CAUSE CÉLÈBRE: TINA DAUNT
No need to whisper: Lauren Shuler Donner has lupus
No secret is as carefully guarded as a celebrity suffering with a chronic illness, but the A-list producer wants to end this conspiracy.
HONOREE: I want to show people that you can still live a life, says Lauren Shuler Donner, at last months Lupus LA ball. (Rebecca Sapp / WireImage)
There are affairs, divorces, drug abuse. But no secret is as carefully guarded as a celebrity suffering with a chronic illness. Acknowledging publicly that you're ill could mean instant unemployment.
Like the DMV, the studios insist that production companies have insurance before anyone steps on the set. If a star is sick enough to cause even the slightest delay in filming on a multimillion-dollar movie, it's almost impossible to find coverage. It's almost easier to have all the details of your personal relationships revealed in the tabloids than to admit you're battling an ongoing illness.
A-list producer Lauren Shuler Donner wants to end this conspiracy of silence and discrimination.
Over the last two decades, she has produced some of Hollywood's most popular -- and profitable -- films, including "Pretty in Pink," "St. Elmo's Fire," "Dave," "Mr. Mom," "Free Willy" and all the "X-Men" movies.
And she did it all while battling the autoimmune disease lupus, as well as breast cancer.
"I know there's a stigma that has made it hard for people to acknowledge it, if they're sick," said Donner, who was cured of her cancer but is still living with lupus. "I didn't tell anyone I had lupus for many, many years, and I didn't tell anyone I had cancer.
"I was afraid no one would hire me, and I also felt it was deeply personal. It was nobody's business. Now, of course, my feelings have changed."
Because of that change, she has become an outspoken proponent for lupus awareness and treatment. Last month, she was honored for her efforts by Lupus LA, a group founded by Donner's doctor, Daniel J. Wallace, whom the producer credits with helping her cope with the chronic and potentially fatal disorder.
"I wanted to tell people you can live a full life, even if you're not feeling well," said Donner, who is working on seven films at the moment -- including more "X-Men" movies and a screen version of "The Secret Life of Bees" -- and will receive her star on the Hollywood Walk of Fame in October. "You can learn how to achieve on the same level as someone who is not handicapped by their health."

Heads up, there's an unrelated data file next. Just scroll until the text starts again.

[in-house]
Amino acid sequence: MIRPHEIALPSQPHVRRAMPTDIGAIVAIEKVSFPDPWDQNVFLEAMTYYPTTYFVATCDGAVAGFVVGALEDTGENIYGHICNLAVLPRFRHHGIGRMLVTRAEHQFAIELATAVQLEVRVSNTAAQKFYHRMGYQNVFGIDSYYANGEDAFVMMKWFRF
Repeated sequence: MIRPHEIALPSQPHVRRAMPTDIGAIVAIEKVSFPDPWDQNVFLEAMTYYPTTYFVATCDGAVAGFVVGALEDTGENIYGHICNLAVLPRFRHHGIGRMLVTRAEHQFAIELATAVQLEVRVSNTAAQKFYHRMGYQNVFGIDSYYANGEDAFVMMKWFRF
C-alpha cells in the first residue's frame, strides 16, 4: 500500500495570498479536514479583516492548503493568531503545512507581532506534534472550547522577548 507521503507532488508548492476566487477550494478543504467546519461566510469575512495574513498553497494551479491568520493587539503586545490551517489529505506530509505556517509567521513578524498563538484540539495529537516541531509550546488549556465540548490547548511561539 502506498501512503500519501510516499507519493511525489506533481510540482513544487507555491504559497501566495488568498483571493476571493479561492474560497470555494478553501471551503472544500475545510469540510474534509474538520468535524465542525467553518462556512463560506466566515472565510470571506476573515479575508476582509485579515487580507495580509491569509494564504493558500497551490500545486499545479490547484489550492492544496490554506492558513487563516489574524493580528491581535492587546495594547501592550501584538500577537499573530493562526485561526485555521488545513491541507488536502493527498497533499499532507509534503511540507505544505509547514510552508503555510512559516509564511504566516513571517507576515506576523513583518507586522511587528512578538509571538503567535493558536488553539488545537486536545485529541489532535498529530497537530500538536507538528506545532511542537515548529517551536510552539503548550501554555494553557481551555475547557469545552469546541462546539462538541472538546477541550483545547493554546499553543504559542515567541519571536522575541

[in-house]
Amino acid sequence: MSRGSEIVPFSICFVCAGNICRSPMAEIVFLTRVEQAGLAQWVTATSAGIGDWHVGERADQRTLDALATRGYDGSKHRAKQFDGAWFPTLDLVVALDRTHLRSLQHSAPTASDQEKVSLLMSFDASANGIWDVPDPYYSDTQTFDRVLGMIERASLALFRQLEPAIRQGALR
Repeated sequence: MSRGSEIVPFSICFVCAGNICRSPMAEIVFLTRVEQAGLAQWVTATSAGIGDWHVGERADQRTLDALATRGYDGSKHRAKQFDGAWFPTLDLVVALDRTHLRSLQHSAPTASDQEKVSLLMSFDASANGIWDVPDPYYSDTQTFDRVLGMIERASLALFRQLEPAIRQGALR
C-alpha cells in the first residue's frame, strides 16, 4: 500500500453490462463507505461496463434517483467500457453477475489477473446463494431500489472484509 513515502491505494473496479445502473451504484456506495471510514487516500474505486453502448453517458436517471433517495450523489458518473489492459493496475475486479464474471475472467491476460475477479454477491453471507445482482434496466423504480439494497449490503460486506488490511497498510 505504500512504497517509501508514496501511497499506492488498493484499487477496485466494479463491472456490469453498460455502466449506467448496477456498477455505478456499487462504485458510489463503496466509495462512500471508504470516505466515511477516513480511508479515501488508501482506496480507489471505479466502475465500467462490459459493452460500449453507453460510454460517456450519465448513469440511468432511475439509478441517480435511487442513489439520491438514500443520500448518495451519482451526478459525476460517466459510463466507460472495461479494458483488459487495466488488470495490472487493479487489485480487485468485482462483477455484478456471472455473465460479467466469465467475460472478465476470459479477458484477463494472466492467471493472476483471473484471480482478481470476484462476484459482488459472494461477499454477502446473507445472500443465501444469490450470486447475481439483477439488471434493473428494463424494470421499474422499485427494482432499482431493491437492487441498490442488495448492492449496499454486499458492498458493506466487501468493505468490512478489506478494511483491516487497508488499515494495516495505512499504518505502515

Donner said she was diagnosed with lupus, which creates a toxic stew of antibodies that can attack virtually any healthy organ or tissue, more than 20 years ago.
"When I was in my 20s, I was always sick," Donner said, sitting comfortably on a plush couch at her Beverly Hills production company. "I was always feeling exhausted. I had a fever all the time, and no one could diagnose me."
Finally, she found Wallace, who recognized her illness and gave her the treatment necessary to live. All the while, she continued to work, making film after film in an industry that doesn't always value female producers, let alone ones quietly battling disease.
Getting through it required Donner to change the way she lived. She learned to meditate, stay on her treatment, control her stress level and eat right. She admired celebrities such as Melissa Etheridge, who worked bravely in the public eye while battling breast cancer. It prompted Donner to also speak out about her condition, which she has started to do increasingly in recent months.
But holding up her record as one of Hollywood's most successful and prolific producers, perhaps she can help change minds in the industry's executive suites.
"Almost everyone I know is battling something, whether it's allergies or depression," she said. "Whatever it is, it makes you feel less than who you are. I believe part of life's challenge is to work through that.
"I want to show people that you can still live a life. You don't have to be defeated by illness."